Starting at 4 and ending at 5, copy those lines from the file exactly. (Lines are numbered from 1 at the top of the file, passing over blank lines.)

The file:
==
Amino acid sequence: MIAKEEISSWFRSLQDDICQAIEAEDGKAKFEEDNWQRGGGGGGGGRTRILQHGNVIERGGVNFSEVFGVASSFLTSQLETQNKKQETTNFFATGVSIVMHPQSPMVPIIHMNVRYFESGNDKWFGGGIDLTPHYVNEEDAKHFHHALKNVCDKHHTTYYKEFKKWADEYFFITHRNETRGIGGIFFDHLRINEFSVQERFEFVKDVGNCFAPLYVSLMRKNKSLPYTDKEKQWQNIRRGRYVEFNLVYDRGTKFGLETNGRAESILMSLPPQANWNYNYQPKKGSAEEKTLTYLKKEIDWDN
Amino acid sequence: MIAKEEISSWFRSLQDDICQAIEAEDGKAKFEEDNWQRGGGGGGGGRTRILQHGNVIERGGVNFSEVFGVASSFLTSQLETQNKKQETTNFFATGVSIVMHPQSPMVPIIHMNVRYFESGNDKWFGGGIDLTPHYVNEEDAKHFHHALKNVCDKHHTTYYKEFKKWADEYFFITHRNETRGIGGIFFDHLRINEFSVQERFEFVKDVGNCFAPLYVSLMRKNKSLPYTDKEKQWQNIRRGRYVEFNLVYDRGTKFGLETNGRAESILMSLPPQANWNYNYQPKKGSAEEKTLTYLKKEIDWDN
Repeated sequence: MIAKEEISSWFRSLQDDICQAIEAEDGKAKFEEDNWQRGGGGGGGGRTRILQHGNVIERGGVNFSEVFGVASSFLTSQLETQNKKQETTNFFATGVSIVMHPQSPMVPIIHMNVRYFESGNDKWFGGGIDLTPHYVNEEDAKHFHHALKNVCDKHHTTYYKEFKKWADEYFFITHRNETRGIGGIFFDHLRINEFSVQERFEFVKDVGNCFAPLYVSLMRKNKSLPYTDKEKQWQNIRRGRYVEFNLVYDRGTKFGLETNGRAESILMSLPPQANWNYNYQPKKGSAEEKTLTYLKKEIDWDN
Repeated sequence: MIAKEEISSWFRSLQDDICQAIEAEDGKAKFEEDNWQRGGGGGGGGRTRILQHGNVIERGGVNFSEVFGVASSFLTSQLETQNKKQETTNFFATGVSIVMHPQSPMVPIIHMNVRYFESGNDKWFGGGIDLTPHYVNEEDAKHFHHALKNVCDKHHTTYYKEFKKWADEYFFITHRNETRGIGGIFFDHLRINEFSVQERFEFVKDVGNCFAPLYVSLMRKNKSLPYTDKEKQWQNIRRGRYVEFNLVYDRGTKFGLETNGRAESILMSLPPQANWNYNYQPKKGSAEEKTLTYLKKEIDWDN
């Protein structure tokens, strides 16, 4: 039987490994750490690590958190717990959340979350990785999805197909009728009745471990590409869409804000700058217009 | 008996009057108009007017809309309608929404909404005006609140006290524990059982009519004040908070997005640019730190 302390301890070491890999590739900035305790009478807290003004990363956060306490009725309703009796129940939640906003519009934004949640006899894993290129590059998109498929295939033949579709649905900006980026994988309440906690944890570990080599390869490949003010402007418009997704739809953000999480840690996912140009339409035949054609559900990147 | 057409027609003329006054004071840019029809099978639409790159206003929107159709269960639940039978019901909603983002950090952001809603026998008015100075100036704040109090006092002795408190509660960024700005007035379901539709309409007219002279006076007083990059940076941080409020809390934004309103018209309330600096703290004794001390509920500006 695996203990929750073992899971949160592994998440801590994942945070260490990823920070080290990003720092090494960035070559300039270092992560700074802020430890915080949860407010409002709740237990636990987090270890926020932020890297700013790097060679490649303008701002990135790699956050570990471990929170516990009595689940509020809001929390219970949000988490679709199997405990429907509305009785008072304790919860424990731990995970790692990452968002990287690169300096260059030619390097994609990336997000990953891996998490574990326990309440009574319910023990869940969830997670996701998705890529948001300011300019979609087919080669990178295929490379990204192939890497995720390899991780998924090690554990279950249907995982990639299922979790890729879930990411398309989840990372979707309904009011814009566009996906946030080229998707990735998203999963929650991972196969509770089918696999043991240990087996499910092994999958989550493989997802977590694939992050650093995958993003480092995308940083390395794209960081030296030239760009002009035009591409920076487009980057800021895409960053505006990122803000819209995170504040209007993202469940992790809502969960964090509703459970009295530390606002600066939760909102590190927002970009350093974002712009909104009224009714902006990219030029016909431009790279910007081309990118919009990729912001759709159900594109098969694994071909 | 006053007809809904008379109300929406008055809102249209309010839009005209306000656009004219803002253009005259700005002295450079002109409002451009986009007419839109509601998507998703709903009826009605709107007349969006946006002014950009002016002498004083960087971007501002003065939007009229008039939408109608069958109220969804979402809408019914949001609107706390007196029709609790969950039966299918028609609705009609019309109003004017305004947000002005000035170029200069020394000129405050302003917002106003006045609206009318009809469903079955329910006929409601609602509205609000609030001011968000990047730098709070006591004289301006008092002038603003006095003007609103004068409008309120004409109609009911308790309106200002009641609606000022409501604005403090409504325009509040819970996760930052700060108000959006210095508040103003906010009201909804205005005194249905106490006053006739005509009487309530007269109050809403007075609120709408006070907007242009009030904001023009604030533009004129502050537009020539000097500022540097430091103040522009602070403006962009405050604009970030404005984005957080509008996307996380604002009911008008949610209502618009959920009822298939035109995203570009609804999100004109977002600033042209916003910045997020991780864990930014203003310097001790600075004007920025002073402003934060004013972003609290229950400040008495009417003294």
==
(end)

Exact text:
Repeated sequence: MIAKEEISSWFRSLQDDICQAIEAEDGKAKFEEDNWQRGGGGGGGGRTRILQHGNVIERGGVNFSEVFGVASSFLTSQLETQNKKQETTNFFATGVSIVMHPQSPMVPIIHMNVRYFESGNDKWFGGGIDLTPHYVNEEDAKHFHHALKNVCDKHHTTYYKEFKKWADEYFFITHRNETRGIGGIFFDHLRINEFSVQERFEFVKDVGNCFAPLYVSLMRKNKSLPYTDKEKQWQNIRRGRYVEFNLVYDRGTKFGLETNGRAESILMSLPPQANWNYNYQPKKGSAEEKTLTYLKKEIDWDN
């Protein structure tokens, strides 16, 4: 039987490994750490690590958190717990959340979350990785999805197909009728009745471990590409869409804000700058217009 | 008996009057108009007017809309309608929404909404005006609140006290524990059982009519004040908070997005640019730190 302390301890070491890999590739900035305790009478807290003004990363956060306490009725309703009796129940939640906003519009934004949640006899894993290129590059998109498929295939033949579709649905900006980026994988309440906690944890570990080599390869490949003010402007418009997704739809953000999480840690996912140009339409035949054609559900990147 | 057409027609003329006054004071840019029809099978639409790159206003929107159709269960639940039978019901909603983002950090952001809603026998008015100075100036704040109090006092002795408190509660960024700005007035379901539709309409007219002279006076007083990059940076941080409020809390934004309103018209309330600096703290004794001390509920500006 695996203990929750073992899971949160592994998440801590994942945070260490990823920070080290990003720092090494960035070559300039270092992560700074802020430890915080949860407010409002709740237990636990987090270890926020932020890297700013790097060679490649303008701002990135790699956050570990471990929170516990009595689940509020809001929390219970949000988490679709199997405990429907509305009785008072304790919860424990731990995970790692990452968002990287690169300096260059030619390097994609990336997000990953891996998490574990326990309440009574319910023990869940969830997670996701998705890529948001300011300019979609087919080669990178295929490379990204192939890497995720390899991780998924090690554990279950249907995982990639299922979790890729879930990411398309989840990372979707309904009011814009566009996906946030080229998707990735998203999963929650991972196969509770089918696999043991240990087996499910092994999958989550493989997802977590694939992050650093995958993003480092995308940083390395794209960081030296030239760009002009035009591409920076487009980057800021895409960053505006990122803000819209995170504040209007993202469940992790809502969960964090509703459970009295530390606002600066939760909102590190927002970009350093974002712009909104009224009714902006990219030029016909431009790279910007081309990118919009990729912001759709159900594109098969694994071909 | 006053007809809904008379109300929406008055809102249209309010839009005209306000656009004219803002253009005259700005002295450079002109409002451009986009007419839109509601998507998703709903009826009605709107007349969006946006002014950009002016002498004083960087971007501002003065939007009229008039939408109608069958109220969804979402809408019914949001609107706390007196029709609790969950039966299918028609609705009609019309109003004017305004947000002005000035170029200069020394000129405050302003917002106003006045609206009318009809469903079955329910006929409601609602509205609000609030001011968000990047730098709070006591004289301006008092002038603003006095003007609103004068409008309120004409109609009911308790309106200002009641609606000022409501604005403090409504325009509040819970996760930052700060108000959006210095508040103003906010009201909804205005005194249905106490006053006739005509009487309530007269109050809403007075609120709408006070907007242009009030904001023009604030533009004129502050537009020539000097500022540097430091103040522009602070403006962009405050604009970030404005984005957080509008996307996380604002009911008008949610209502618009959920009822298939035109995203570009609804999100004109977002600033042209916003910045997020991780864990930014203003310097001790600075004007920025002073402003934060004013972003609290229950400040008495009417003294």